Enforcement
Parties must inform Domestic Relations and the other parties within seven days, in writing, of any material change in circumstances relevant to the level of support or the administration of the support order, including, but not limited to, loss or change of income or employment and change of personal address or change of address of any child receiving support. A party who willfully fails to report a material change in circumstance may be adjudged in contempt of court, and may be fined and imprisoned. Domestic Relations Section is not responsible for notifying the other party of the above changes. If parties fail to comply, further enforcement actions can and may be taken as listed below.  The following information describes actions an Conference Officer may take to enforce a support order. An Order of Support may consist of a financial or non-financial obligation. Each support case has individual differences that may require special attention by an Conference Officer. If you have questions or want more information about any of the enforcement measures described below, please contact this office directly.
Income Attachment: an income attachment will automatically be sent to the defendant’s employer unless otherwise agreed upon by the parties and no overdue support is owed. Unfortunately, we are unable to attach wages if the defendant is self-employed or a sub-contractor. It is ultimately the defendant’s responsibility to make the support payment if it is not or cannot be deducted from his/her check. We may also be able to attach the defendant’s unemployment compensation and/or social security benefits.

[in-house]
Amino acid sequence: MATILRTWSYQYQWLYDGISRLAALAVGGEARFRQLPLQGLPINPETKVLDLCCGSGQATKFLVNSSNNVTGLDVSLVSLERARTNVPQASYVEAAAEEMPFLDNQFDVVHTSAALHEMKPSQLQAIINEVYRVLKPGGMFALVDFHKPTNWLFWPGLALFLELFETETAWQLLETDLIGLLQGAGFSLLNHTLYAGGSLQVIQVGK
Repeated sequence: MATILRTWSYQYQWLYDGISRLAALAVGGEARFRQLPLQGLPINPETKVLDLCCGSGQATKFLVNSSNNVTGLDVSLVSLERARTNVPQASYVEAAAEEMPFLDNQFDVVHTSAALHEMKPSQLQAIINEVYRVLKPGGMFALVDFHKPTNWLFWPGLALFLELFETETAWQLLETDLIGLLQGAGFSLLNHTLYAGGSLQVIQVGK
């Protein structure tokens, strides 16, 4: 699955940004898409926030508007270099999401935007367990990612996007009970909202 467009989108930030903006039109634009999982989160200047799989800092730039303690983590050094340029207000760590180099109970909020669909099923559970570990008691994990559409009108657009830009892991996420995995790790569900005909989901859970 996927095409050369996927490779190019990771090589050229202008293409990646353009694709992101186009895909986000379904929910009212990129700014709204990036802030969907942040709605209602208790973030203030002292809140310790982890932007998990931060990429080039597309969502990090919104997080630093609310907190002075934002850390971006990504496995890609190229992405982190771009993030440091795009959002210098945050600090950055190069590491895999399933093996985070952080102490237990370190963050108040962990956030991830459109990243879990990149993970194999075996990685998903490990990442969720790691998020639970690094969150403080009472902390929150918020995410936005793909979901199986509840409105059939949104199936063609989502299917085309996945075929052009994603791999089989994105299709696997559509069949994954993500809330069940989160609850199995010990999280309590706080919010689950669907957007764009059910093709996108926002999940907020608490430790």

Contempt of Court – if a party has failed to comply with the Court Order he/she may be listed for Contempt of Court, which could result in incarceration.

Federal and State Tax Refund Offset Programs: federal and state income tax refunds can be intercepted if the defendant owes overdue child support. In order for the federal tax refund to be intercepted he/she must owe $150 or more if the case involves cash assistance, or $500 or more for all other cases. A defendant must owe $11 or more in order to intercept his/her state tax refund.

Financial Institution Data Match: The Court can order financial institutions, such as banks and credit unions, to turn over the defendant’s financial assets to pay overdue support. (Freeze and seize)   [Read More]